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Question 231

Pater mou, I would like to know about what The Orthodox Church believes the blessing of our passed loved ones at memorials should be done or not. Should a priest bless at the cemetery on the day every year as he did at 40 days, 3, 6, 9 & 12 months as well of course as the mnimosino & kolifa in church?

 

Answer to Question 231

 

The Church is not only the visible congregation worshipping here on earth, but also the invisible congregation of the saints and the angels worshipping in heaven. The Church visible on earth lives in complete communion and unity with the whole body of the Church of which Christ is the Head. Our departed family members and friends are also members of this one body and just because they have crossed over to the other side doesn’t mean that they cease to exist or are no longer members of the Church of Christ. If we were to believe such a thing, then all our hopes of the future life and the Resurrection would be lost.

 

Our Christian parents, grandparents, children, brothers, sisters, and friends live on with Christ after they die, and remembering the great unity that we still have with them as fellow-members of Christ's Body, we continue to express our love for them through prayer.  The Church, firmly believes that prayer for the dead in Christ is helpful to them because in the Orthodox view, sanctification is seen not as a point-in-time occurrence, but as a process which never ends. As Saint Paul says, “And we all, with unveiled face beholding as in a mirror the glory of the Lord, are changed into His likeness from one degree of glory to another, even as by the Spirit of the Lord.” (2 Corin. 3:18). And in another place St. Paul says: “For preaching of the cross is foolishness to them that perish; but unto us who are being saved it is the power of God”, the phrase “who are being saved” suggests that we are continually being saved. For this reason, Orthodox Christians look upon salvation itself as a continual growth in holiness, purity, and closeness with God, which continues even in heaven. Holiness is rarely achieved or completed in anyone's life while on earth - no one becomes sinless. It is the Orthodox understanding that sanctification continues on, in some way, into the world beyond-especially in the beginning stages of the next life. The Church believes that our prayers for the departed can help them in this process of healing and purification.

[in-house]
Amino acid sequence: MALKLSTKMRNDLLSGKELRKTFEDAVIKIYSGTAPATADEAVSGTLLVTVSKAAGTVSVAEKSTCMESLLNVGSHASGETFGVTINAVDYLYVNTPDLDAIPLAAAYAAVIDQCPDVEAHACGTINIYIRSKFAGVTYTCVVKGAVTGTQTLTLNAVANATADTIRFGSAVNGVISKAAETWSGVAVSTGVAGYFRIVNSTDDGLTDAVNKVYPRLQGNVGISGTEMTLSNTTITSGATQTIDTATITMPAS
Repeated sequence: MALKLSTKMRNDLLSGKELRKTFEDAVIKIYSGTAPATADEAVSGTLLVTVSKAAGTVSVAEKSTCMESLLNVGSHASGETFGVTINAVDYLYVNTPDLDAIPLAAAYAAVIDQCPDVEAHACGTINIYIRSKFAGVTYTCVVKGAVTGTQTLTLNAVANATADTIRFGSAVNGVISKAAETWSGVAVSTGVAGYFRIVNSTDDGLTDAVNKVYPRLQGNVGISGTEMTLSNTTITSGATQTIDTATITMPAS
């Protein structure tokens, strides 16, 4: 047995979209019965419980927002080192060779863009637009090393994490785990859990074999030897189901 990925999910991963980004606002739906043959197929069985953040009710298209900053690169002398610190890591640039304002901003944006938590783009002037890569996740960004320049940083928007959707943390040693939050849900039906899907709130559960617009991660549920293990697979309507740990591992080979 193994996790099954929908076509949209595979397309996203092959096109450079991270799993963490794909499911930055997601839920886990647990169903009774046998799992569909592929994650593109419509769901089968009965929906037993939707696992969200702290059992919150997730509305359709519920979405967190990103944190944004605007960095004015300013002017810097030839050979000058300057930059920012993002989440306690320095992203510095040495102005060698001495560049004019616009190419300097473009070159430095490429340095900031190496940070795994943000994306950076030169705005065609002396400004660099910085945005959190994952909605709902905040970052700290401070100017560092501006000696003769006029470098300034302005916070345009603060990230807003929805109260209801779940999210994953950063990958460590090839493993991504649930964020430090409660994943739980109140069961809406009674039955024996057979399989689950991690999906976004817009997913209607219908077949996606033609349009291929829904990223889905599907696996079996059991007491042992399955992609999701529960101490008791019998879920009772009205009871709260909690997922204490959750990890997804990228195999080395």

There is yet another dimension to these prayers. Not only do our prayers help the departed, but praying for them helps us as well. It keeps their remembrance alive in us, helping our hearts to stay warm and full of love towards them. It gives us a way to experience a sense of their presence, since prayer is far more than simply the making of requests. It keeps them before our eyes as living examples of Christian faith for us to emulate. And a vivid remembrance of those living with Christ in heaven can more thoroughly and deeply assure us that there truly is life after death, which can help diminish any fear of death, which we may have. We can see, then, that our prayers for the departed help preserve and increase the unity between the Church on earth and the Church in heaven-which helps both aspects of the Church. As a contemporary British Orthodox theologian, Bishop Kallistos Ware, says, “just as Orthodox Christians here on earth pray for one another and ask for one another's prayers, so they pray also for the faithful departed and ask the faithful departed to pray for them. Death cannot sever the bond of mutual love which links the members of the Church together”.

 

Besides the personal days set aside for commemorating our departed friends and relatives, the Orthodox Church, has set aside certain days on which all Orthodox Christians that have departed in hope of resurrection and eternal life must be commemorated in general. There are two such days which we can term as “universal,” days for the departed. The first is on Meatfare Saturday. It is the last Saturday on which we may eat meat before the Great Fast begins. On the following day, Sunday, the Church commemorates the Dread judgment of Christ, thus the Church prays for all that have departed in faith and in the hope of the resurrection, beseeching God, the righteous judge to show forth His mercy upon them before the universal judgment. The other day is the Saturday before Pentecost. The day of Pentecost is the day the Holy Spirit descended upon the earth to teach, sanctify and lead all people to eternal salvation. Therefore, the holy Church calls upon us to make a commemoration on the Saturday before the feast, that the saving grace of the Holy Spirit wash away the sins from the souls of all our forefathers, fathers and brethren, that have reposed throughout the ages and, asking that they all be united in the Kingdom of Christ.